phaphaphooey

Member
Mar 26, 2018
96
39
USA
My car has had two shocks and an air distribution valve replaced (car would lose height when sitting for a few days), they were just chasing a slow leak so replaced multiple items.
The system is good but Tesla recently made it frustrating to live with via a software update, now the car is hell bent on getting to the lowest setting automatically and as soon as possible, I have on multiple occasions hit speed humps in urban areas and shopping centres because it decides to drop to low even though 15 seconds earlier I had set to to max height, you have to constantly hit the tiny text that says "Keep until 24 kmh (15 MPH)" or it'll drop without you realising. Previously it would always keep the set height until the speed thresholds where reached, it wasn't an opt in decision like it is now.
I wish I had read this a week ago. I live in an area of the USA that got a bunch of snow that never does so I have been driving on roads with quite a bit of snow. It has been maddening how I will raise the car to clear a drift and it will want to lower 3 secs later even though I am inching along.
 
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cwerdna

Active Member
Jul 11, 2012
3,442
2,292
SF Bay Area, CA
That said, I haven’t heard of the Model S air suspension being problematic on the forum.
There are numerous problem reports. Google for stuff like the below:
site:teslamotorsclub.com "air suspension" repairs
site:teslamotorsclub.com "air suspension" fail
site:teslamotorsclub.com "air suspension" leak
site:teslamotorsclub.com "air suspension" compressor
 

Cheburashka

Active Member
Jan 29, 2018
2,216
2,625
Los Gatos, CA
While it may be an issue - it cannot be listed as a downside to air suspension.

No, they do not make the suspension.

It is a major issue. Because Tesla tries to implement bandaid fixes that result in this:

Tesla recently made it frustrating to live with via a software update, now the car is hell bent on getting to the lowest setting automatically and as soon as possible, I have on multiple occasions hit speed humps in urban areas and shopping centres because it decides to drop to low even though 15 seconds earlier I had set to to max height, you have to constantly hit the tiny text that says "Keep until 24 kmh (15 MPH)" or it'll drop without you realising. Previously it would always keep the set height until the speed thresholds where reached, it wasn't an opt in decision like it is now.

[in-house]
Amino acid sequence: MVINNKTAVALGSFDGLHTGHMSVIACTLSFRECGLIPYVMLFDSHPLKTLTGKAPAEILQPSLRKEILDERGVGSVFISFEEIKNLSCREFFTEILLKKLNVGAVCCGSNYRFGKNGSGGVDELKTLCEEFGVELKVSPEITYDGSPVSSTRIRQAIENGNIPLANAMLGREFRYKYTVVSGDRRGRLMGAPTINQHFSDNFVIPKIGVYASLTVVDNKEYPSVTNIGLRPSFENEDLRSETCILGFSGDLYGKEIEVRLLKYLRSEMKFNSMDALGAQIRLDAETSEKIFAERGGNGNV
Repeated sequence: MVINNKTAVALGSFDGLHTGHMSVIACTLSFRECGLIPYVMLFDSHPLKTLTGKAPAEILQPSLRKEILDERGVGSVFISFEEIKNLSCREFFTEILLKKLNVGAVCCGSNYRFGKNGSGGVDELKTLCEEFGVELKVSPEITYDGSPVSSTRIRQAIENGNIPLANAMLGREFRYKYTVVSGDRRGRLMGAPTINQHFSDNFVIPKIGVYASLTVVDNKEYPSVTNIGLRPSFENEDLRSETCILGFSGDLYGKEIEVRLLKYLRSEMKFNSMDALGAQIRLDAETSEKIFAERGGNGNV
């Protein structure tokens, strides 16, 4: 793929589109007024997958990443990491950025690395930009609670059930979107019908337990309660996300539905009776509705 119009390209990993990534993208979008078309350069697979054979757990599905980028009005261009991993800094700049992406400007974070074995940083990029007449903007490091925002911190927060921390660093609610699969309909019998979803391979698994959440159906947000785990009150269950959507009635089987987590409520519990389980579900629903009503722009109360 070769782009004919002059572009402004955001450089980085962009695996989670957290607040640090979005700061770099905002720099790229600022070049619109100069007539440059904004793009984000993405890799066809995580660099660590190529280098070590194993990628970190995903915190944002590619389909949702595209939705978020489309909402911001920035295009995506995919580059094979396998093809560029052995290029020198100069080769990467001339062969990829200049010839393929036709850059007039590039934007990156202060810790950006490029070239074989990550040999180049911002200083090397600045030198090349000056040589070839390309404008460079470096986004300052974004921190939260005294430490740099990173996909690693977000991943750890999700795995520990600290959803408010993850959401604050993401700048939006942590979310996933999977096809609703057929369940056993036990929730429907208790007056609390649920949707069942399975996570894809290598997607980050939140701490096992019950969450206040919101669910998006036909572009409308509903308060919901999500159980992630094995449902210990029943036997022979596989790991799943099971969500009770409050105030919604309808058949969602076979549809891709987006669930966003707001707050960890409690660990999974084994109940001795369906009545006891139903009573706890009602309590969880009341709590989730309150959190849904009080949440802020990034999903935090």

and this..

It has been maddening how I will raise the car to clear a drift and it will want to lower 3 secs later even though I am inching along.

Tesla air suspension is fairly reliable as far as air suspensions go, but it's not without it's issues.
 

cwerdna

Active Member
Jul 11, 2012
3,442
2,292
SF Bay Area, CA
And then, we can talk about people who buy gas cars with hundreds of moving parts that scrape and move and slide, and no one ever gives them a thought, either. Yeah, go simple! They're always breaking and needing repair. On my S, about the only moving parts I replace are my windshield wipers. Four cars, two with 100K miles, now two new ones with 20K each.
As I pointed out at 2017 Model 3 Reliability you had all 4 door handles replaced on a car.

And, you yourself said you used to take your first Tesla in about once a month.
 

P100D_Me

Member
Nov 12, 2018
995
933
Australia
I wish I had read this a week ago. I live in an area of the USA that got a bunch of snow that never does so I have been driving on roads with quite a bit of snow. It has been maddening how I will raise the car to clear a drift and it will want to lower 3 secs later even though I am inching along.
There is no logic behind this change of operation they implemented, I guess the software team that thought this one up have never seen snow or speed bumps. It just doesn't work in the real world and this is one of those frustrating things with Tesla, they need to make operational changes like this menu options and not just put it in there with no actual description of what it is going to do in the release notes.
It would work far better if we could choose....
Option 1 - Always lower suspension automatically (like they have it always do now).